Ken Kendrick celebrates after winning the National League West in Phoenix.

D’Backs owner Ken Kendrick takes on Stephen Drew, Justin Upton


Ken Kendrick, managing general partner of the Diamondbacks, decided to go public with his frustrations regarding Stephen Drew and Justin Upton on Tuesday.

Drew, of course, has yet to play this season after breaking and tearing ligaments in his ankle last July. He has recently been participating in extended spring training games.

That’s not enough for Kendrick, who apparently believes Drew should have returned several weeks ago. Doing a radio interview today, he said:

You know, I’m going to be real direct about Stephen. I think Stephen should have been out there playing before now. And, frankly, I for one am disappointed.

I’m going to be real candid and say I think Stephen and his representatives are more focused on where Stephen is going to be a year from now than going out and supporting the team that’s paying his salary.

All you can do is hope that the player is treating the situation with integrity, and, frankly, we have our concerns.

Kendrick also had some remarks for Justin Upton, who has been a disappointment while hitting .243/.340/.365 with five homers and 20 RBI in 181 at-bats this season.

Well, I think Justin is an enigma at this point. I know he had an injury early on, maybe a little bit of a nagging injury. But he’s played. He’s certainly not the Justin Upton that he has been in the past and that we would expect of him. He’s 24 years old, and it’s time for him to be a consistent performer and right now this year he’s not been that.

What Kendrick hopes to gain from his little rants is unclear, but Drew sure is looking like a goner at season’s end. There’s a mutual $10 million option for 2013 on his contract that neither the Diamondbacks nor Drew might have much interest in exercising.

Upton is almost certainly around to stay. Kendrick might want to back off there, considering that Upton was one of the NL’s most valuable players last season. It’s not as though he’s been a long-term disappointment. He’s off to a rough start, but at the same time, he’s not exactly killing the team with his league-average OPS.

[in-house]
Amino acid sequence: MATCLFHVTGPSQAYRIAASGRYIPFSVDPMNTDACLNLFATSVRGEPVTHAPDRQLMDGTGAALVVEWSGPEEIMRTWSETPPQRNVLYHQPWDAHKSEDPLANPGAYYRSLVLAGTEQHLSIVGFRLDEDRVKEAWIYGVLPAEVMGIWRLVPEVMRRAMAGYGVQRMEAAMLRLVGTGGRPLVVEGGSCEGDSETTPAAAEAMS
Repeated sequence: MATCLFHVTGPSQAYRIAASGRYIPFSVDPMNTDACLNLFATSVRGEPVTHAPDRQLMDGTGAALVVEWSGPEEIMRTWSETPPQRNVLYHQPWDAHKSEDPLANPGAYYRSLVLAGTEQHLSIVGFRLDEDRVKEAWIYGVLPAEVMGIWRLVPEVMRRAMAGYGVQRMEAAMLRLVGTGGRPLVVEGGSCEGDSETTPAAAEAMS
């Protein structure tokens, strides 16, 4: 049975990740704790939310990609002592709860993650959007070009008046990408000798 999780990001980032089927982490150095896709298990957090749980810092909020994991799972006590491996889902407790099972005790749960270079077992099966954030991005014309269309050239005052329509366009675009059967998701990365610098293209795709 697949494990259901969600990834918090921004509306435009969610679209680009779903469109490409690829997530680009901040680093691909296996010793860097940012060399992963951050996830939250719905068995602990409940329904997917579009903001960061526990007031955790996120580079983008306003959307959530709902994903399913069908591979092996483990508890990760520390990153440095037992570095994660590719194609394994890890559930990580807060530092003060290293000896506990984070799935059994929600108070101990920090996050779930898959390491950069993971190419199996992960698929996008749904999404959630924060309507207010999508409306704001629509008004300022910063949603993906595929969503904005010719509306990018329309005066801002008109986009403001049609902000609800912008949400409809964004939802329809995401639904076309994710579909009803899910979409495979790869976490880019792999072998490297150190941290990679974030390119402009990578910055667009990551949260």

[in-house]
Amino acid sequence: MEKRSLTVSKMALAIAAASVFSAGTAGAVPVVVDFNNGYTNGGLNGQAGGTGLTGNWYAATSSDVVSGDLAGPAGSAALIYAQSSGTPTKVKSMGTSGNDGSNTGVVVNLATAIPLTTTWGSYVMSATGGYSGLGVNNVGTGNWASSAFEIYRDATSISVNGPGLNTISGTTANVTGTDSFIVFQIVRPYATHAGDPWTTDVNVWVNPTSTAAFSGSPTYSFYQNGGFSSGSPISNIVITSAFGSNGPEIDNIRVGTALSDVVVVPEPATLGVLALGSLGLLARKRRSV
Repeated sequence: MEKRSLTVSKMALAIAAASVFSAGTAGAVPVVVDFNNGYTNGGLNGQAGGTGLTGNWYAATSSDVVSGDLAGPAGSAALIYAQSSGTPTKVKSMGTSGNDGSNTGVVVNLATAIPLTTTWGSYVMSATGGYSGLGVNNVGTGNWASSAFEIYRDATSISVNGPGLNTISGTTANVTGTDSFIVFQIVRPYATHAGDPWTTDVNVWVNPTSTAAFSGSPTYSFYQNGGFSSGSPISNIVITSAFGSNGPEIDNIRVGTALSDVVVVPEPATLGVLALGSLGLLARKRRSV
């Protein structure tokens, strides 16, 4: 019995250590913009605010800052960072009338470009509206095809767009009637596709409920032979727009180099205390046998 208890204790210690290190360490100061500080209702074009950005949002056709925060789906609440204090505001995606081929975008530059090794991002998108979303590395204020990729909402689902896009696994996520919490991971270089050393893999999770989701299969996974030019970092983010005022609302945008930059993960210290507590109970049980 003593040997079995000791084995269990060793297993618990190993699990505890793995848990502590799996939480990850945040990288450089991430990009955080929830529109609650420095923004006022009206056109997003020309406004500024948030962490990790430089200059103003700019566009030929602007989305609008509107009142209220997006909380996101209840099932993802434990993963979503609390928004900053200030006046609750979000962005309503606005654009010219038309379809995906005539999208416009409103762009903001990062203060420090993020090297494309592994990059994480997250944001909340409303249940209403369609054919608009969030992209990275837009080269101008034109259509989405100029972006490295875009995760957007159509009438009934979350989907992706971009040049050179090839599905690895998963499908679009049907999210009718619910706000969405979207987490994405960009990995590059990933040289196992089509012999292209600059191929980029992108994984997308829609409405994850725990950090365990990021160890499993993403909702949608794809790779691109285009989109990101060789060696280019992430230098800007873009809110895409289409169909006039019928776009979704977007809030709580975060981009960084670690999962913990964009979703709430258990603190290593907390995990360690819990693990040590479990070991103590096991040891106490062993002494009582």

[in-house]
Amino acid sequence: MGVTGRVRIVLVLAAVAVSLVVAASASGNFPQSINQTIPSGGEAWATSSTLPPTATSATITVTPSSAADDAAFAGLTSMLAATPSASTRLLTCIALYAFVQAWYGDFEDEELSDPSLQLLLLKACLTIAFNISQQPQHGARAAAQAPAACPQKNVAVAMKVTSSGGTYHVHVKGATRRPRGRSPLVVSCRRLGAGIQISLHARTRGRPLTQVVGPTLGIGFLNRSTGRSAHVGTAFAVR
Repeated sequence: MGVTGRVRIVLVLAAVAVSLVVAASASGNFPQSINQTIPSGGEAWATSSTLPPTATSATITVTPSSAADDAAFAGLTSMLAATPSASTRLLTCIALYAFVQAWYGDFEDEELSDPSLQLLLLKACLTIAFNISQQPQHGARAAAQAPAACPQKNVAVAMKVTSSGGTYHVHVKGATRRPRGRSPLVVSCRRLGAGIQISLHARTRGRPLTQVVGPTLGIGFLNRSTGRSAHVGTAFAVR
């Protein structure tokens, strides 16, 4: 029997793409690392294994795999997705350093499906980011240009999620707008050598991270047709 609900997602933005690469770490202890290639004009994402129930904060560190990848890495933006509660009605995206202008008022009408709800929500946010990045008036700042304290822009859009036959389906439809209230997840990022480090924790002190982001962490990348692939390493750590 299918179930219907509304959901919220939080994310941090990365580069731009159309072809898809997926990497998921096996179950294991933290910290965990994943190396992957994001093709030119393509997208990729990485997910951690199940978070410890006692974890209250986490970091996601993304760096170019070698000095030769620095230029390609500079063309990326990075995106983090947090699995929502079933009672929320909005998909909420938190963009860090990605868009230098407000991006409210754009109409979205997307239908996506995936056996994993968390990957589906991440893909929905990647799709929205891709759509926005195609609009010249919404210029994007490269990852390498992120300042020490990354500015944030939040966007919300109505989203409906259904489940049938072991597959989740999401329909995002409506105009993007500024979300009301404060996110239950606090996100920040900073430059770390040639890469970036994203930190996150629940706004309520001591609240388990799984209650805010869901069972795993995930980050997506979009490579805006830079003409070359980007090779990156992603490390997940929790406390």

Tigers in discussions with Jordan Zimmermann

Jordan Zimmermann
AP Photo/Alex Brandon
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Jon Morosi of FOX Sports reports that the Tigers are in discussions with free agent starter Jordan Zimmermann. His sources have told him that the talks have become “serious”.

Zimmermann, 29, has a career 3.32 ERA across parts of seven seasons in the majors. He finished fifth in National League Cy Young Award balloting in 2014, finishing with a 2.66 ERA and a 182/29 K/BB ratio over 199 2/3 innings.

Among starters who have amassed at least 1,000 innings since 2009, only Cliff Lee, Dan Haren, Madison Bumgarner, and Zack Greinke have compiled a better strikeout-to-walk ratio than Zimmermann’s 4.09. While he doesn’t have the star power of other free agents such as Greinke or David Price, the Tigers would certainly improve their rotation by bringing him on board.

Blue Jays still focused on upgrading their pitching

Marco Estrada
AP Photo/LM Otero

Having already added Jesse Chavez and J.A. Happ to the mix and re-signing Marco Estrada early in the offseason, Blue Jays interim GM Tony LaCava said the team will continue to pursue pitching upgrades, as Sportsnet’s Ben Nicholson-Smith reports. Nicholson-Smith added that LaCava declined to comment on free agent ace David Price. It is believed that the Jays will not pursue Price and other big-name free agent starting pitchers given their November activity.

The Jays re-signed Estrada to a two-year, $26 million deal on November 13, acquired Chavez from the Athletics in exchange for reliever Liam Hendriks on November 20 and signed Happ to a three-year, $36 million deal on Friday.

Nicholson-Smith notes in a column on Sportsnet that the Jays need to address the bullpen in particular. That is especially true after swapping Hendriks, who had a career-best 2.92 ERA out of the Jays’ bullpen in 2015, for a back-end starting pitcher.

Report: Jonathan Papelbon is “untradeable”

Jonathan Papelbon
AP Photo/Jacquelyn Martin

Jon Heyman of CBS Sports spoke to an anonymous baseball executive, who said that Nationals closer Jonathan Papelbon is “untradeable”. The Nationals are hoping to trade both Papelbon and the man he displaced, Drew Storen.

Papelbon has a poor reputation in baseball, particularly after a dugout altercation with superstar outfielder Bryce Harper. Focusing strictly on what he does on the field, Papelbon still gets the job done. The 35-year-old finished the last season with a combined 2.13 ERA, 24 saves, and a 56/12 K/BB ratio over 63 1/3 innings between the Phillies and Nationals.

The Nationals owe Papelbon $11 million for the 2016 season.

Minor league home run king Mike Hessman retires

NEW YORK - JULY 29:  Mike Hessman #19 of the New York Mets bats against the St. Louis Cardinals on July 29, 2010 at Citi Field in the Flushing neighborhood of the Queens borough of New York City. The Mets defeated the Cardinals 4-0.  (Photo by Jim McIsaac/Getty Images)
Jim McIsaac/Getty Images

Baseball America’s J.J. Cooper reports that corner infielder Mike Hessman has retired from professional baseball after 20 seasons. Hessman hit 433 home runs in the minor leagues, an all-time record. He broke Buzz Arlett’s record this past August and with style as #433 was a grand slam.

Hessman, 37, was selected in the 16th round of the 1996 draft by the Braves and remained with the organization through the 2004 season. He then went to the Tigers from 2005-09, the Mets in 2010, then drifted into the Astros and Reds’ farm systems before returning to the Tigers for the last two years.

Hessman took 250 plate appearances at the major league level, batting .188/.272/.422 with 14 home runs and 33 RBI.